Can esports fill the void while traditional sports are put on hold?
From the F1 Grand Prix to the 2020 Summer Olympics, lockdown has certainly turned conventional sporting right onto its head. However, amid an almost worldwide lockdown and all the inevitably cancelled and postponed tournaments and competitions, there is one form of sport that continues to thrive - esports, short for electronic sports.
How gaming evolved into esports
Mainstream electronic gaming was once confined to the dull green dot-matrix screens of handheld gaming consoles and grimy coin-operated arcade machines. If you think back to a time when you last played on either of these, a very vintage image from childhood memories most likely comes to mind. Although the time for shoulder pads and mullets may have passed, getting lost in the pixelated world of gaming has evolved into a worldwide, multi-player phenomenon that boasts professional and lucrative opportunities for enthusiasts.
In an interview with Ryan Macquet, a co-founder of Africa Electronic Sport Association (AESA), he explained that the term often takes the form of “organised, multiplayer video game competitions particularly between professional players, individually or as teams”.
Although the term “esports” is relatively new, competitive gaming isn’t. The first event of its kind took place in 1972 at Stamford University where students competed on the video game Spacewar for a year long magazine subscription to the Rolling Stones. However, it wasn’t until the Space Invaders Championship in 1980 when the first video game competition was held. With an attendance of 10 000 participants, the competition garnered widespread media attention establishing video gaming as a mainstream hobby. Since then, things have certainly snowballed. From the opening ceremony of the League of Legends World Championship held in Beijing to a Dota 2 tournament that took place in Seattle, today, esports attracts stadiums packed with thousands of fans with millions more tuning in to watch the action unfold online.
Esports is seeing a boom in SA
South Africa has seen enormous growth within the realm of gaming. According to an article by Bizcommunity, “Vancouver-based in-game advertising pioneers RapidFire have recorded a huge jump in the number of impressions being made by the South African market across their network of AAA gaming titles for PS4, Xbox One, Steam and PC.”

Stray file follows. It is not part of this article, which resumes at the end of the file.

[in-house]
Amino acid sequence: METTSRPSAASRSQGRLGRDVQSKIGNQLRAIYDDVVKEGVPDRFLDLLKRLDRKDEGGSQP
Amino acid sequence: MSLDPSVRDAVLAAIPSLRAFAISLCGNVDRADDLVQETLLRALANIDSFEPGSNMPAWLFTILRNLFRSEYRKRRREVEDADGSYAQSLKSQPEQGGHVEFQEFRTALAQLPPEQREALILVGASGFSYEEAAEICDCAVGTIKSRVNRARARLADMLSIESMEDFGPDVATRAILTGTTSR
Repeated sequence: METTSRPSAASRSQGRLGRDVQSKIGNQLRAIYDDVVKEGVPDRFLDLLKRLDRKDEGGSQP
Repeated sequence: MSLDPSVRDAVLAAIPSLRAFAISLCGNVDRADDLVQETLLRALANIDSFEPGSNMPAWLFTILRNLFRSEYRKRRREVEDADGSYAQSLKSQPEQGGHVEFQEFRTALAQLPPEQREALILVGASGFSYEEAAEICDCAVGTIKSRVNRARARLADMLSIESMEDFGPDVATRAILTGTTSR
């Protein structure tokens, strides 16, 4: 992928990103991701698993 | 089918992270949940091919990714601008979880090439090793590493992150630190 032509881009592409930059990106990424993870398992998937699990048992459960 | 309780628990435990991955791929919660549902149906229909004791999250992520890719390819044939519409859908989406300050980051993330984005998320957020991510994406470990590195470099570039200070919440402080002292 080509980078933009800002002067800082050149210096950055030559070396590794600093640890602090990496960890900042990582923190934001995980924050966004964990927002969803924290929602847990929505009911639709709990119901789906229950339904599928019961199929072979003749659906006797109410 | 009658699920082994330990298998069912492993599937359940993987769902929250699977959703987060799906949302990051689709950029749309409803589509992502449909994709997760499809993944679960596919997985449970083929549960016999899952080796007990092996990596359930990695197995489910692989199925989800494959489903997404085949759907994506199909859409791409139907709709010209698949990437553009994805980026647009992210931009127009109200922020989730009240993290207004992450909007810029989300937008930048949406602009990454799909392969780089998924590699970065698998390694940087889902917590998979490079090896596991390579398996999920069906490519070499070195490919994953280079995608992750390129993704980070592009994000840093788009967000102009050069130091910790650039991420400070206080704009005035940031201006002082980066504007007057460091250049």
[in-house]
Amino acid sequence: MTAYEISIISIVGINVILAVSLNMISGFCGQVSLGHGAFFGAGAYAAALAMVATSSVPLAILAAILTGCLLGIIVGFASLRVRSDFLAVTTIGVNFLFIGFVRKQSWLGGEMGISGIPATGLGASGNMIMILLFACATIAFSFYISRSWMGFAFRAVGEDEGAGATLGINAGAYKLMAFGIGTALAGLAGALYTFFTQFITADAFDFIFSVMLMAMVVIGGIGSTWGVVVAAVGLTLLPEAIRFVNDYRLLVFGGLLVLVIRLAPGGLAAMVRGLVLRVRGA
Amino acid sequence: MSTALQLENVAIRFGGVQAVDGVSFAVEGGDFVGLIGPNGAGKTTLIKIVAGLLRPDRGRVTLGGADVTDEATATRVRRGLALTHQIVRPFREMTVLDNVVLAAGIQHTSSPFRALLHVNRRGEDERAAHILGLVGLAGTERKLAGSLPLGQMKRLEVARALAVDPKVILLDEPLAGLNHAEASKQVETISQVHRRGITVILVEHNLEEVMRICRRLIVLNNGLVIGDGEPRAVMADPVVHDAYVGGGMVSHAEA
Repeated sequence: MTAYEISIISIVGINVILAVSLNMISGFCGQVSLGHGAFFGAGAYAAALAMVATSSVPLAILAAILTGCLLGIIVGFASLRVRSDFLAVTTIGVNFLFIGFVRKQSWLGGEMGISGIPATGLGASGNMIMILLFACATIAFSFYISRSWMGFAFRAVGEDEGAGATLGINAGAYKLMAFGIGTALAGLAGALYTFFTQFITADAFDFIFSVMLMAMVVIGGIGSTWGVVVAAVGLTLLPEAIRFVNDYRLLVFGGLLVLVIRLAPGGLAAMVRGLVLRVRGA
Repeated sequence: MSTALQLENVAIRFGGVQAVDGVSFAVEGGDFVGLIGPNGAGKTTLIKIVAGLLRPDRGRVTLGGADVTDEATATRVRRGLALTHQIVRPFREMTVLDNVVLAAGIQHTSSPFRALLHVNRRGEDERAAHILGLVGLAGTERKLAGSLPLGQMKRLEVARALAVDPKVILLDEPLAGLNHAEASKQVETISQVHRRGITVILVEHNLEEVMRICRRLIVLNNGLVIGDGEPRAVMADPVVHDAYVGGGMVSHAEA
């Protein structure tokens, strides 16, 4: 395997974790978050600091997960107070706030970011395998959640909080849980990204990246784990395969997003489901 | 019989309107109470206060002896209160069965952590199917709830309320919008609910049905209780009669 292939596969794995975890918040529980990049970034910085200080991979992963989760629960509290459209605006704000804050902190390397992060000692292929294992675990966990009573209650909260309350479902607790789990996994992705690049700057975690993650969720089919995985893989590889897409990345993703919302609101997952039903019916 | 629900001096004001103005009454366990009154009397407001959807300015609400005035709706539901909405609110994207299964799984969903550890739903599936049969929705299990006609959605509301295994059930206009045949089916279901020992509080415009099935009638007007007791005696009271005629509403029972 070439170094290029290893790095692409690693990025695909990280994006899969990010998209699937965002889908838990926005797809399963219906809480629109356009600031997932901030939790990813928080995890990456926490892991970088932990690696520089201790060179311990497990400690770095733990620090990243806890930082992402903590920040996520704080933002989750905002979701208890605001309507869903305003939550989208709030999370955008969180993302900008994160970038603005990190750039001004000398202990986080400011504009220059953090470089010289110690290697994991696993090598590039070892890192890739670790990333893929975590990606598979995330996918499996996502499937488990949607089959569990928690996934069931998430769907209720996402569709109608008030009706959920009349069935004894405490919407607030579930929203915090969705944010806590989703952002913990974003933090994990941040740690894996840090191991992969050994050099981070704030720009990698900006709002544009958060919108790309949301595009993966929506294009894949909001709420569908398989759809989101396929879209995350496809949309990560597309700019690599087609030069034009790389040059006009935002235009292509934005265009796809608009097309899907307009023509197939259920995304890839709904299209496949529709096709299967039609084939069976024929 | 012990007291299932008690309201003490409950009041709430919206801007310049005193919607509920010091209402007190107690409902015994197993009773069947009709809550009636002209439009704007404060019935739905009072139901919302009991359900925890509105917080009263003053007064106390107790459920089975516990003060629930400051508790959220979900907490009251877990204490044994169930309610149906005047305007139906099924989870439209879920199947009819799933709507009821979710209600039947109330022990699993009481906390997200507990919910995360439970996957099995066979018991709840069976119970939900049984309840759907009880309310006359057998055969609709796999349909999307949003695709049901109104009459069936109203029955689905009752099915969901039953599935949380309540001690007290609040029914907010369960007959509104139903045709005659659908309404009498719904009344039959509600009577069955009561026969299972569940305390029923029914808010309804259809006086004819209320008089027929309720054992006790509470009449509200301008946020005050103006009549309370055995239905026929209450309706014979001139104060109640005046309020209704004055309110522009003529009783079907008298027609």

Weighing in on why this may be so, Maquet said, “The nationwide lockdown has closed restaurants, bars, leisure facilities, sporting and cultural events. Now that people are forced to stay home we’re starting to see a major digital transformation in the social space whereby people are looking to digital platforms to stay connected. This kind of digital social cohesion is no stranger to gamers as most online games are social environments as they require team based coordination and engagement.”
Esports is one vertical that fits within the digital gaming environment. “Most people play games from a casual perspective. The other side of the coin is how digital education is being transformed with students adopting online learning platforms that teachers and parents can track and submit assignments. I can only imagine that gamers are far more comfortable spending more time in front of the computer or device as they have been enhancing their digital literacy skills every day compared to the ‘non-gamer’.”
More specifically in terms of the role of Esports during the lockdown, we have seen an upward trend of competitive gaming tournaments and leagues come up. “Just recently the Formula 1 drivers hosted a digital race which attracted over 5 million viewers. With social distancing rules, we won't be seeing any large gatherings for some time and this is where I think Esports will really begin to get recognised as a viable alternative as people can play and connect from the comfort of their own home.
Can esports fill the void while mainstream sports are put on hold?
Esports might be the closest thing to live conventional sporting events that the world may be seeing until things normalise. According to Macquest, it might, b a good substitute for sports fanatics. “It is good for connecting with other like minded individuals and well as filling the gaps within your day where you might have sat down with a beer to watch the big game. However, those obsessed with traditional sports, or who are loyal to specific teams, players and tournaments like those seen in soccer, basketball, baseball, rugby etc, absolutely not,” said Macquet.
But there are other major skills that it can reinforce for those who used to play team sports. "Children and parents stuck at home can use esports to build the digital fundamentals that are traditionally applied to sports. Esports may be able to help children and adults stuck at home make friends and challenge themselves and replace that aspect of sports. The requirements of an e-athlete, are rather similar from hand eye co-ordination, to understanding strategy and timing, fast reaction and decision making skills, team work, mental endurance, speed and so on."